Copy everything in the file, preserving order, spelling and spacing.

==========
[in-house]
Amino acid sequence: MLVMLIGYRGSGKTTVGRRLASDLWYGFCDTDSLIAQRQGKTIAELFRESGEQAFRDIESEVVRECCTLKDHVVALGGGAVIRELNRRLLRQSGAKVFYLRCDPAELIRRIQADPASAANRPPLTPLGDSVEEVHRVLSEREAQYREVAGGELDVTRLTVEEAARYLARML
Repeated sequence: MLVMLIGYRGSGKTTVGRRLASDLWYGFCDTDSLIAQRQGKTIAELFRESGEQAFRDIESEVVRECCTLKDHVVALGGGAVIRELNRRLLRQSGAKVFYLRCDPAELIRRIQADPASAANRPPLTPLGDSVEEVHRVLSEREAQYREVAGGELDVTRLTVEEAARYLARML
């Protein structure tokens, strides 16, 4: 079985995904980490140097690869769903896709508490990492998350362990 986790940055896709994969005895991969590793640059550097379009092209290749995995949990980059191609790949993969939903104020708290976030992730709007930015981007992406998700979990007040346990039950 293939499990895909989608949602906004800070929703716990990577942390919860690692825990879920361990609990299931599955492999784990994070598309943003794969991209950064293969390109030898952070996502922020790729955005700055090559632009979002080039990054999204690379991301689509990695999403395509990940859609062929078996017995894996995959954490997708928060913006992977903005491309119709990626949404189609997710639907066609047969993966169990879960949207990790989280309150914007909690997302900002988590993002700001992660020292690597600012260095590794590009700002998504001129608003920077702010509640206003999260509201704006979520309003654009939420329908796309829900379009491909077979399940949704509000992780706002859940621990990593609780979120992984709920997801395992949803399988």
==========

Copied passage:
[in-house]
Amino acid sequence: MLVMLIGYRGSGKTTVGRRLASDLWYGFCDTDSLIAQRQGKTIAELFRESGEQAFRDIESEVVRECCTLKDHVVALGGGAVIRELNRRLLRQSGAKVFYLRCDPAELIRRIQADPASAANRPPLTPLGDSVEEVHRVLSEREAQYREVAGGELDVTRLTVEEAARYLARML
Repeated sequence: MLVMLIGYRGSGKTTVGRRLASDLWYGFCDTDSLIAQRQGKTIAELFRESGEQAFRDIESEVVRECCTLKDHVVALGGGAVIRELNRRLLRQSGAKVFYLRCDPAELIRRIQADPASAANRPPLTPLGDSVEEVHRVLSEREAQYREVAGGELDVTRLTVEEAARYLARML
């Protein structure tokens, strides 16, 4: 079985995904980490140097690869769903896709508490990492998350362990 986790940055896709994969005895991969590793640059550097379009092209290749995995949990980059191609790949993969939903104020708290976030992730709007930015981007992406998700979990007040346990039950 293939499990895909989608949602906004800070929703716990990577942390919860690692825990879920361990609990299931599955492999784990994070598309943003794969991209950064293969390109030898952070996502922020790729955005700055090559632009979002080039990054999204690379991301689509990695999403395509990940859609062929078996017995894996995959954490997708928060913006992977903005491309119709990626949404189609997710639907066609047969993966169990879960949207990790989280309150914007909690997302900002988590993002700001992660020292690597600012260095590794590009700002998504001129608003920077702010509640206003999260509201704006979520309003654009939420329908796309829900379009491909077979399940949704509000992780706002859940621990990593609780979120992984709920997801395992949803399988």